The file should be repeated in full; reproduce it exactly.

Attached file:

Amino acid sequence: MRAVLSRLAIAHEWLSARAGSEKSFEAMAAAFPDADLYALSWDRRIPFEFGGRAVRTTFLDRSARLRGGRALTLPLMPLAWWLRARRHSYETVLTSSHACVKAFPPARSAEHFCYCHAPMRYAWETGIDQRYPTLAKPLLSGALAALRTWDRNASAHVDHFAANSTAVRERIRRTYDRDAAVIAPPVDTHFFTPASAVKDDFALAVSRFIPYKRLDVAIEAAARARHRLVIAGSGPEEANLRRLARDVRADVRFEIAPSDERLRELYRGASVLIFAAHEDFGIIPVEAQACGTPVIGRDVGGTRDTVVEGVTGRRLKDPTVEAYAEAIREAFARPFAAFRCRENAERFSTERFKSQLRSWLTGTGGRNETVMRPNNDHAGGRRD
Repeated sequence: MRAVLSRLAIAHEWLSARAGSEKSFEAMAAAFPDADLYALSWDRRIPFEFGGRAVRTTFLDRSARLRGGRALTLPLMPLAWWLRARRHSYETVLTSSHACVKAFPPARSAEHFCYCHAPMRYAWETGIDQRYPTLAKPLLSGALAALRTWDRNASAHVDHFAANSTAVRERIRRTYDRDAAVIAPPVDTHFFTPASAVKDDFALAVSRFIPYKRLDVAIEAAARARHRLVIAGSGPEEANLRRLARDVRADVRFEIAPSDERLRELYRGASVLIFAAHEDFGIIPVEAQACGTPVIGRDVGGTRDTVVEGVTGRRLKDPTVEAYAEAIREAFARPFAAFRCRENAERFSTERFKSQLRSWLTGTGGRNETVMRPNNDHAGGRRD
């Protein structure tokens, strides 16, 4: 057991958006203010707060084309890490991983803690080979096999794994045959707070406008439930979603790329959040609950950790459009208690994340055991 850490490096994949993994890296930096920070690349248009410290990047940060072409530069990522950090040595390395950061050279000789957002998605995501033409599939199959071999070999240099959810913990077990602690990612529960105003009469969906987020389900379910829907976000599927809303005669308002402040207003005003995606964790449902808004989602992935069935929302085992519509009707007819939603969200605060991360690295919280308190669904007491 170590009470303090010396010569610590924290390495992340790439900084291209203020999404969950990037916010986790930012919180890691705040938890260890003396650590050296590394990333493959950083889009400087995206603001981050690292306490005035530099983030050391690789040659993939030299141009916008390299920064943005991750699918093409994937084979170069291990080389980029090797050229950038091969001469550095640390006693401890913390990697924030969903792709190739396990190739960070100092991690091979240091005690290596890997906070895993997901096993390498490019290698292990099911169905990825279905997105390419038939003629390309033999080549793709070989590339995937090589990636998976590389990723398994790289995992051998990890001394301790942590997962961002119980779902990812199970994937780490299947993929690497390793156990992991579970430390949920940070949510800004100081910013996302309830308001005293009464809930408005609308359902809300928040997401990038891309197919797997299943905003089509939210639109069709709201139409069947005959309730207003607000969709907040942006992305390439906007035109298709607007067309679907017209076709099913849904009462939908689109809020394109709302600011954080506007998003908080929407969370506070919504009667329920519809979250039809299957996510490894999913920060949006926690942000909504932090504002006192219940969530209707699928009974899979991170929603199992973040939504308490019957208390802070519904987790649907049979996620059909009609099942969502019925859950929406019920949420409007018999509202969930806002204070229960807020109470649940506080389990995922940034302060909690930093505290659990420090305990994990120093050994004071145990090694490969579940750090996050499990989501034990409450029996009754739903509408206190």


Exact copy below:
Amino acid sequence: MRAVLSRLAIAHEWLSARAGSEKSFEAMAAAFPDADLYALSWDRRIPFEFGGRAVRTTFLDRSARLRGGRALTLPLMPLAWWLRARRHSYETVLTSSHACVKAFPPARSAEHFCYCHAPMRYAWETGIDQRYPTLAKPLLSGALAALRTWDRNASAHVDHFAANSTAVRERIRRTYDRDAAVIAPPVDTHFFTPASAVKDDFALAVSRFIPYKRLDVAIEAAARARHRLVIAGSGPEEANLRRLARDVRADVRFEIAPSDERLRELYRGASVLIFAAHEDFGIIPVEAQACGTPVIGRDVGGTRDTVVEGVTGRRLKDPTVEAYAEAIREAFARPFAAFRCRENAERFSTERFKSQLRSWLTGTGGRNETVMRPNNDHAGGRRD
Repeated sequence: MRAVLSRLAIAHEWLSARAGSEKSFEAMAAAFPDADLYALSWDRRIPFEFGGRAVRTTFLDRSARLRGGRALTLPLMPLAWWLRARRHSYETVLTSSHACVKAFPPARSAEHFCYCHAPMRYAWETGIDQRYPTLAKPLLSGALAALRTWDRNASAHVDHFAANSTAVRERIRRTYDRDAAVIAPPVDTHFFTPASAVKDDFALAVSRFIPYKRLDVAIEAAARARHRLVIAGSGPEEANLRRLARDVRADVRFEIAPSDERLRELYRGASVLIFAAHEDFGIIPVEAQACGTPVIGRDVGGTRDTVVEGVTGRRLKDPTVEAYAEAIREAFARPFAAFRCRENAERFSTERFKSQLRSWLTGTGGRNETVMRPNNDHAGGRRD
């Protein structure tokens, strides 16, 4: 057991958006203010707060084309890490991983803690080979096999794994045959707070406008439930979603790329959040609950950790459009208690994340055991 850490490096994949993994890296930096920070690349248009410290990047940060072409530069990522950090040595390395950061050279000789957002998605995501033409599939199959071999070999240099959810913990077990602690990612529960105003009469969906987020389900379910829907976000599927809303005669308002402040207003005003995606964790449902808004989602992935069935929302085992519509009707007819939603969200605060991360690295919280308190669904007491 170590009470303090010396010569610590924290390495992340790439900084291209203020999404969950990037916010986790930012919180890691705040938890260890003396650590050296590394990333493959950083889009400087995206603001981050690292306490005035530099983030050391690789040659993939030299141009916008390299920064943005991750699918093409994937084979170069291990080389980029090797050229950038091969001469550095640390006693401890913390990697924030969903792709190739396990190739960070100092991690091979240091005690290596890997906070895993997901096993390498490019290698292990099911169905990825279905997105390419038939003629390309033999080549793709070989590339995937090589990636998976590389990723398994790289995992051998990890001394301790942590997962961002119980779902990812199970994937780490299947993929690497390793156990992991579970430390949920940070949510800004100081910013996302309830308001005293009464809930408005609308359902809300928040997401990038891309197919797997299943905003089509939210639109069709709201139409069947005959309730207003607000969709907040942006992305390439906007035109298709607007067309679907017209076709099913849904009462939908689109809020394109709302600011954080506007998003908080929407969370506070919504009667329920519809979250039809299957996510490894999913920060949006926690942000909504932090504002006192219940969530209707699928009974899979991170929603199992973040939504308490019957208390802070519904987790649907049979996620059909009609099942969502019925859950929406019920949420409007018999509202969930806002204070229960807020109470649940506080389990995922940034302060909690930093505290659990420090305990994990120093050994004071145990090694490969579940750090996050499990989501034990409450029996009754739903509408206190």